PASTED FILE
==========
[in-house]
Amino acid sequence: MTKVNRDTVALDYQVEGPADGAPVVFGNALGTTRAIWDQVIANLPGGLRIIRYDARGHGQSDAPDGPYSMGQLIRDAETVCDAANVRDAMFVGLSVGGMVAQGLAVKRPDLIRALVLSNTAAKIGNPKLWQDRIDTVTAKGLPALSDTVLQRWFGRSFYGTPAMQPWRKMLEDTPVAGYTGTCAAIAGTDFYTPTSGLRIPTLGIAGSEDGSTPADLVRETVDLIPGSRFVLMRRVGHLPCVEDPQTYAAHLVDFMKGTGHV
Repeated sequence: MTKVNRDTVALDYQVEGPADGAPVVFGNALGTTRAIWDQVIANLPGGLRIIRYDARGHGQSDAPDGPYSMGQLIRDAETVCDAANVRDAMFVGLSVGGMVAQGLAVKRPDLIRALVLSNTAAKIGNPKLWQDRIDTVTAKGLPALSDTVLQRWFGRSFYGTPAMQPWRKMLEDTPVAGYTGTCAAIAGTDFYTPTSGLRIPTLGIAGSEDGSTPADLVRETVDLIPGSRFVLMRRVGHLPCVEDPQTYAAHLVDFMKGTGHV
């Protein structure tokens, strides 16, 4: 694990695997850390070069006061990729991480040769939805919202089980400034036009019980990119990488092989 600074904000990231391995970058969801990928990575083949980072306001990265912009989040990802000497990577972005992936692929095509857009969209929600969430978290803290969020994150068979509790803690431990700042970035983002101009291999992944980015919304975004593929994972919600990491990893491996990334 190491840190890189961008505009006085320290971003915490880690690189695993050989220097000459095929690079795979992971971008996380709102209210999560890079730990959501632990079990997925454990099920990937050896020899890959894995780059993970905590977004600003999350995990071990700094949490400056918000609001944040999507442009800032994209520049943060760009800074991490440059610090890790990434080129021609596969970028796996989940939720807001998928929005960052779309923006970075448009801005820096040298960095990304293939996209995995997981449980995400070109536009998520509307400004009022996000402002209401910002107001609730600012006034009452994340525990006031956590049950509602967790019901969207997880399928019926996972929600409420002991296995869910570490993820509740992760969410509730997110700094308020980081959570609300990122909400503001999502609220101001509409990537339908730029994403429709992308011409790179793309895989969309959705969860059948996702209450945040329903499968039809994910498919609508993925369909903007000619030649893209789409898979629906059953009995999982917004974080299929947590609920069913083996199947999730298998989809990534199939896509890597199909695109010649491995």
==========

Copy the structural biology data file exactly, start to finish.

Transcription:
[in-house]
Amino acid sequence: MTKVNRDTVALDYQVEGPADGAPVVFGNALGTTRAIWDQVIANLPGGLRIIRYDARGHGQSDAPDGPYSMGQLIRDAETVCDAANVRDAMFVGLSVGGMVAQGLAVKRPDLIRALVLSNTAAKIGNPKLWQDRIDTVTAKGLPALSDTVLQRWFGRSFYGTPAMQPWRKMLEDTPVAGYTGTCAAIAGTDFYTPTSGLRIPTLGIAGSEDGSTPADLVRETVDLIPGSRFVLMRRVGHLPCVEDPQTYAAHLVDFMKGTGHV
Repeated sequence: MTKVNRDTVALDYQVEGPADGAPVVFGNALGTTRAIWDQVIANLPGGLRIIRYDARGHGQSDAPDGPYSMGQLIRDAETVCDAANVRDAMFVGLSVGGMVAQGLAVKRPDLIRALVLSNTAAKIGNPKLWQDRIDTVTAKGLPALSDTVLQRWFGRSFYGTPAMQPWRKMLEDTPVAGYTGTCAAIAGTDFYTPTSGLRIPTLGIAGSEDGSTPADLVRETVDLIPGSRFVLMRRVGHLPCVEDPQTYAAHLVDFMKGTGHV
């Protein structure tokens, strides 16, 4: 694990695997850390070069006061990729991480040769939805919202089980400034036009019980990119990488092989 600074904000990231391995970058969801990928990575083949980072306001990265912009989040990802000497990577972005992936692929095509857009969209929600969430978290803290969020994150068979509790803690431990700042970035983002101009291999992944980015919304975004593929994972919600990491990893491996990334 190491840190890189961008505009006085320290971003915490880690690189695993050989220097000459095929690079795979992971971008996380709102209210999560890079730990959501632990079990997925454990099920990937050896020899890959894995780059993970905590977004600003999350995990071990700094949490400056918000609001944040999507442009800032994209520049943060760009800074991490440059610090890790990434080129021609596969970028796996989940939720807001998928929005960052779309923006970075448009801005820096040298960095990304293939996209995995997981449980995400070109536009998520509307400004009022996000402002209401910002107001609730600012006034009452994340525990006031956590049950509602967790019901969207997880399928019926996972929600409420002991296995869910570490993820509740992760969410509730997110700094308020980081959570609300990122909400503001999502609220101001509409990537339908730029994403429709992308011409790179793309895989969309959705969860059948996702209450945040329903499968039809994910498919609508993925369909903007000619030649893209789409898979629906059953009995999982917004974080299929947590609920069913083996199947999730298998989809990534199939896509890597199909695109010649491995």